10 Ways to Move Smarter With Rheumatoid Arthritis

Try these little moves to make living with RA easier. 

By
Maria Lissandrello and Susan Amoruso Jara

Whether you’re cooking, driving or taking a shower, you can make some simple modifications to your everyday movements that will allow you to dodge joint pain and keep your energy high. Just start with the rheumatoid arthritis–friendly tips below that seem easiest, then add new ones as you go!

Spare your small joints
Can’t get through the door at your rheumatologist’s office? When possible, open doors by pushing with your body rather than turning a knob or pulling a handle. And for handles that don’t turn—like on the fridge or a cabinet—simply loop a pretty ribbon or scarf through the handle, tie a bow, then hook your arm through the ribbon and use your body weight to pull the door open.

Take a bite out of joint pain 
Many people favor one side while chewing food, which can lead to inflammation in those with rheumatoid arthritis. Try alternating every 10 chews. Also, periodically check your jaw throughout the day to make sure it’s not clenched. Relax the lower jaw so there’s a slight gap between your upper and lower teeth.


Get in gear 
Does your car have a manual transmission? Instead of grasping the knob in a palm-down position, grip it in a thumb-up position to decrease pressure on your forearm, wrist and hand. Also, position the side and rearview mirrors of your car to virtually eliminate blind spots and avoid twisting and turning—two no-no’s with rheumatoid arthritis.


Don’t lift . . . slide!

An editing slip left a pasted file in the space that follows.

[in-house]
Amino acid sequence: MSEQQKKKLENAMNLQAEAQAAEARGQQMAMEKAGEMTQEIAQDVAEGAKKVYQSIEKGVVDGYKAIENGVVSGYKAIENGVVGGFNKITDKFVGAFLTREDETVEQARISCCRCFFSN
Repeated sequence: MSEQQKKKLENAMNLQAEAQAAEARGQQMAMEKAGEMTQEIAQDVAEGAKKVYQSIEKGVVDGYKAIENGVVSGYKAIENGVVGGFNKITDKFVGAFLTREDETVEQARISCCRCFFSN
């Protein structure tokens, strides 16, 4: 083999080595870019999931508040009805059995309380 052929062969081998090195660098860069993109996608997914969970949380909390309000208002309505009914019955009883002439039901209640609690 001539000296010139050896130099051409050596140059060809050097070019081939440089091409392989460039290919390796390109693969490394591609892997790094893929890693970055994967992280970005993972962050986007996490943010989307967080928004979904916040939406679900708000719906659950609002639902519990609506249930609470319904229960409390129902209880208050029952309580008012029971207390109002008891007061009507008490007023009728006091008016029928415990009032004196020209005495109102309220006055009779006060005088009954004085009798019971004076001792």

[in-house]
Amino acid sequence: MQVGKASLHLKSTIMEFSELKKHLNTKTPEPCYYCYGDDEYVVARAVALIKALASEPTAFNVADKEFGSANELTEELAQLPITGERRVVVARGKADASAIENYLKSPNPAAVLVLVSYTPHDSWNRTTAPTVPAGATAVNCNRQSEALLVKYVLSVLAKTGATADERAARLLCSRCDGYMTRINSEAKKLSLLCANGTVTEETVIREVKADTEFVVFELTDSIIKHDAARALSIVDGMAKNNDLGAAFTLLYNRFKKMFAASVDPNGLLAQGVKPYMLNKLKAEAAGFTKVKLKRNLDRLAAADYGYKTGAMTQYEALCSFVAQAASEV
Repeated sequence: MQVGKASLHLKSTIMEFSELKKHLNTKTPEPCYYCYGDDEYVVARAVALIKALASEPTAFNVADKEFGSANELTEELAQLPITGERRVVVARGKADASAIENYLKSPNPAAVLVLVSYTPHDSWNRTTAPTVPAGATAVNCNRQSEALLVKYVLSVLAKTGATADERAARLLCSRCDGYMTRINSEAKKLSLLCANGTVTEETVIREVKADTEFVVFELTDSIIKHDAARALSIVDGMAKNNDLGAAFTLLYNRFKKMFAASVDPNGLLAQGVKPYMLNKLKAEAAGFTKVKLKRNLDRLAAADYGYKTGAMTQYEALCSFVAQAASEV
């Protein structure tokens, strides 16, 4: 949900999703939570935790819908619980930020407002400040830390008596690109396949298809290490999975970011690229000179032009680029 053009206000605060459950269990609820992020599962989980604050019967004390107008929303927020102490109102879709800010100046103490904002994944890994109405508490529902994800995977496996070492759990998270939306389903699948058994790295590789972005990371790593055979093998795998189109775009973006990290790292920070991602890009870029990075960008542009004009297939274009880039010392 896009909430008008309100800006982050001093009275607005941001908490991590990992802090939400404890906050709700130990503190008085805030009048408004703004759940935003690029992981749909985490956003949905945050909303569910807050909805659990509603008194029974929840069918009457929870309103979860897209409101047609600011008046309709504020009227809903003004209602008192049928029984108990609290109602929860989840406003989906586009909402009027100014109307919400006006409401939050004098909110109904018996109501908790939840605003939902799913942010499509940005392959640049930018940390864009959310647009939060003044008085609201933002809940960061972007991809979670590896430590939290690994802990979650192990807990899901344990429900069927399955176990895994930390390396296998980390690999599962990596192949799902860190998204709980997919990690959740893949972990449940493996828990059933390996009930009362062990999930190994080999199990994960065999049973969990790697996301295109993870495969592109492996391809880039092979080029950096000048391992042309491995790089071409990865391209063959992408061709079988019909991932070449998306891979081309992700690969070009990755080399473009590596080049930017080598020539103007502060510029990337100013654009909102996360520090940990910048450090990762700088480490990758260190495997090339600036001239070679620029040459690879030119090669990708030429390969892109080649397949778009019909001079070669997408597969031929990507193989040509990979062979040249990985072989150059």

Rather than picking up a heavy item, slide it. If you must lift it, get as close as you can to the object. And to avoid stressing your arms and hands, keep the item near your body while carrying it. 

Meet and greet, minus pain
Use this slight variation on the handshake: Put your hand out with your palm facing down rather than to the side. This move gives the person a chance to see the top of your hand, especially on flare-up days when you have swelling and redness. And it quietly signals to the person, “Be gentle!”

Weed without wincing
Kneeling while gardening will make it almost impossible for you to twist your back. And if you’re weeding, move as you go rather than stretching to reach that crabgrass.

Make shampooing stress-free 
Limit stress on your finger joints by keeping shampoo and liquid soap in pump bottles. Another tip: Use a two-in-one shampoo/conditioner to dodge an extra step.

Get a better grip  
Gripping the handle of a coffee cup can put too much weight on your finger joints. Instead, cradle the mug with your palms.

Power up your palms
When reading a book or magazine, use your palms to hold the object. This will keep your finger joints straight and prevent you from bending your large knuckles.

Bend with your knees
Avoid bending from the waist when unloading the washer, dryer and dishwasher. Instead, slightly flex your knees, and keep a hollow in your back. Or use a golfer’s lift: Kick back the leg opposite of your extended arm when unloading. 

Take a seat
Sit down while you dress. If one arm or leg is more stiff or painful, slip it into the sleeve or the pants leg first. When undressing, remove the stronger arm or leg from the clothing, then slip out your achy arm or leg. Letting your stronger limb take the lead will provide support when you’re getting dressed.

Published
April 2013